18. Fred Woodson February 14, 2011 at 10:50 am

    From the Drayton Site

    Award-winning Drayton Entertainment produces the finest in live theatre at six historic venues in unique Ontario communities. Each theatre maintains its own distinct identity, but at the same time successfully combines the energies and strengths of all six, in order to provide an experience that is unparalleled.

    The stage for success was first set in 1991, with the launch of the Drayton Festival Theatre. Under the tutelage of founding and current Artistic Director Alex Mustakas, the theatre was an immediate triumph.

    As popularity continued to grow, in 1997 a second stage was added in St. Jacobs – the Schoolhouse Theatre.

    The King’s Wharf Theatre in Penetanguishene followed suit in 1999. Nestled within Discovery Harbour on picturesque Georgian Bay, the rustic theatre was a perfect complement with the venues in Drayton and St. Jacobs.

    With 30 seasons under its belt, Huron Country Playhouse and its intimate second stage, Playhouse II , joined the Drayton Entertainment family of theatres in 2001.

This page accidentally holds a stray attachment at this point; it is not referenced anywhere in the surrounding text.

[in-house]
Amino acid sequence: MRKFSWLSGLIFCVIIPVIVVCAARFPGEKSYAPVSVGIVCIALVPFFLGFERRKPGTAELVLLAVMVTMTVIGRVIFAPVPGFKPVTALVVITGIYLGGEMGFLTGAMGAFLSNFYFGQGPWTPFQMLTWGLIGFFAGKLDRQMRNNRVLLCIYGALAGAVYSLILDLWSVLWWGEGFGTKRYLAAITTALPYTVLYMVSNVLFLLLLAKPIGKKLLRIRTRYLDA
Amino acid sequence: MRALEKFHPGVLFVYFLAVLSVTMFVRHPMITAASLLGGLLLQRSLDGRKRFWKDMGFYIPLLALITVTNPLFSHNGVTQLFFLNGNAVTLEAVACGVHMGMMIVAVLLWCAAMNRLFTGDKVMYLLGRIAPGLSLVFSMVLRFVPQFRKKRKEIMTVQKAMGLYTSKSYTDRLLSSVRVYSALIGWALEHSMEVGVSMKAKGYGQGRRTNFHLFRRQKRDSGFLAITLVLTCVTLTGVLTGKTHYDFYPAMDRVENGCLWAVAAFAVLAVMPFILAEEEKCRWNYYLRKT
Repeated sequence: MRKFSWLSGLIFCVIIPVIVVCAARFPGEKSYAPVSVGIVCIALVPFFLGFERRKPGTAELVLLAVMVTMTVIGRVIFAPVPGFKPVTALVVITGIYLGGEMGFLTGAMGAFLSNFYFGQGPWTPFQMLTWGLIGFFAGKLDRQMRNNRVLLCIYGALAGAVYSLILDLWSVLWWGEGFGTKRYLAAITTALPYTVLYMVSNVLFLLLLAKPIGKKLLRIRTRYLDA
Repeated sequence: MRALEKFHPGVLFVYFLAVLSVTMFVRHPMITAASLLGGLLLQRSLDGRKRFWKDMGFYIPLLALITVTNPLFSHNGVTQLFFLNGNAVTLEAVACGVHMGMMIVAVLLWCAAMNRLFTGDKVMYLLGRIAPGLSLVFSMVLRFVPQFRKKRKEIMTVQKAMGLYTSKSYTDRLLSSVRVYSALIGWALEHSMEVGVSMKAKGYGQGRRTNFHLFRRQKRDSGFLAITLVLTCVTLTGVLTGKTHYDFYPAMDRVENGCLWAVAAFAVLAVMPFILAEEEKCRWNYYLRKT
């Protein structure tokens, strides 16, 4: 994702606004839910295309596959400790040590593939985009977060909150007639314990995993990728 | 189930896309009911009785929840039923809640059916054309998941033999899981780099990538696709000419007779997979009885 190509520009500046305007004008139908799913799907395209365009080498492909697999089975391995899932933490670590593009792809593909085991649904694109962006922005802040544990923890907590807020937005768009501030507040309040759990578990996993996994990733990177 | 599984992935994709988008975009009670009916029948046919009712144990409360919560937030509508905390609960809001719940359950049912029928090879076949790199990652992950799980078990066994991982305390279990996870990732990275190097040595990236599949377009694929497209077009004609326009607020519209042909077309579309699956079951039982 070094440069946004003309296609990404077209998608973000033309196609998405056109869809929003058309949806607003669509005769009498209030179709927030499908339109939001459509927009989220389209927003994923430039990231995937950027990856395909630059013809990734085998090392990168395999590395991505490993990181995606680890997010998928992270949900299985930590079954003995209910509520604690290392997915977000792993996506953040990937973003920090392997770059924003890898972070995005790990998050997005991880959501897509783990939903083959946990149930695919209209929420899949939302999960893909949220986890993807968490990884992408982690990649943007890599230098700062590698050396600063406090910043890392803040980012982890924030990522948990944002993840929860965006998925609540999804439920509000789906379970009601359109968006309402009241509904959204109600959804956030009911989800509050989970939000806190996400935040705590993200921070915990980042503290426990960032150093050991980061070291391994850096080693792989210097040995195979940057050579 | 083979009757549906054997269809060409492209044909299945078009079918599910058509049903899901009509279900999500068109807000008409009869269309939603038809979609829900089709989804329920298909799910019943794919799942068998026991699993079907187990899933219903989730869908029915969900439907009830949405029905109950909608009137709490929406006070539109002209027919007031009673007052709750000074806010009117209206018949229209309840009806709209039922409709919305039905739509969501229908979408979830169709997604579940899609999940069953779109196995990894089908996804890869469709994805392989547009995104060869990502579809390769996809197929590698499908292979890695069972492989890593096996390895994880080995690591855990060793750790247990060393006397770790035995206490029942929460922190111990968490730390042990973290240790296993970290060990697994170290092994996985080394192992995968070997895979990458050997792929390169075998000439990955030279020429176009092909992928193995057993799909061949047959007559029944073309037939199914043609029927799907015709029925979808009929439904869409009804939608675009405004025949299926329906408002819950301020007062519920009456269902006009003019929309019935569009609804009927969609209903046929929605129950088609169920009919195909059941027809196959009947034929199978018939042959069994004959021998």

Located in the heart of Waterloo Region’s Market District, the St. Jacobs Country Playhouse opened to instant acclaim in 2005.

    With an anticipated 2012 opening, a new venue in Cambridge is on the horizon, which promises to expand the signature Drayton ExperienceTM to new audiences.

    Drayton Entertainment’s ever-evolving business model provides protection from the inherent fragility of the theatre industry, while still providing an outlet for growth and prosperity. This has positive implications for artists, designers, sponsors, advertisers, and most importantly, theatre patrons – all of whom enjoy enhanced opportunities both on and off the stage.